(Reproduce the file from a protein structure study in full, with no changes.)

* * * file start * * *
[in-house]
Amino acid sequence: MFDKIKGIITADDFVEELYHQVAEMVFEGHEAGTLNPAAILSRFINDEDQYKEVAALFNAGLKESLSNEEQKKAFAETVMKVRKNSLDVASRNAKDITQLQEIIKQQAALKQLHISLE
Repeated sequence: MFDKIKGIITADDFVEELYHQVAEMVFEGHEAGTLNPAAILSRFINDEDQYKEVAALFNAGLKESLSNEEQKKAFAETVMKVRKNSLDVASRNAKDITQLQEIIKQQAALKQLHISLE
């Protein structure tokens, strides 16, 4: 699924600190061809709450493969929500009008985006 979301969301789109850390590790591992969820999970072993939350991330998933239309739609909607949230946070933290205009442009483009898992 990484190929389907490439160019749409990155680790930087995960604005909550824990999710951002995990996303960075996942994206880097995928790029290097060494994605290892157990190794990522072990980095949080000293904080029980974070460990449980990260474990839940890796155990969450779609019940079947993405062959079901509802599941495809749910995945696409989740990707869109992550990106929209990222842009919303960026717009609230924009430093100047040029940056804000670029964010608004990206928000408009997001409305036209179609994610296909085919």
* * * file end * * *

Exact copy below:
[in-house]
Amino acid sequence: MFDKIKGIITADDFVEELYHQVAEMVFEGHEAGTLNPAAILSRFINDEDQYKEVAALFNAGLKESLSNEEQKKAFAETVMKVRKNSLDVASRNAKDITQLQEIIKQQAALKQLHISLE
Repeated sequence: MFDKIKGIITADDFVEELYHQVAEMVFEGHEAGTLNPAAILSRFINDEDQYKEVAALFNAGLKESLSNEEQKKAFAETVMKVRKNSLDVASRNAKDITQLQEIIKQQAALKQLHISLE
């Protein structure tokens, strides 16, 4: 699924600190061809709450493969929500009008985006 979301969301789109850390590790591992969820999970072993939350991330998933239309739609909607949230946070933290205009442009483009898992 990484190929389907490439160019749409990155680790930087995960604005909550824990999710951002995990996303960075996942994206880097995928790029290097060494994605290892157990190794990522072990980095949080000293904080029980974070460990449980990260474990839940890796155990969450779609019940079947993405062959079901509802599941495809749910995945696409989740990707869109992550990106929209990222842009919303960026717009609230924009430093100047040029940056804000670029964010608004990206928000408009997001409305036209179609994610296909085919």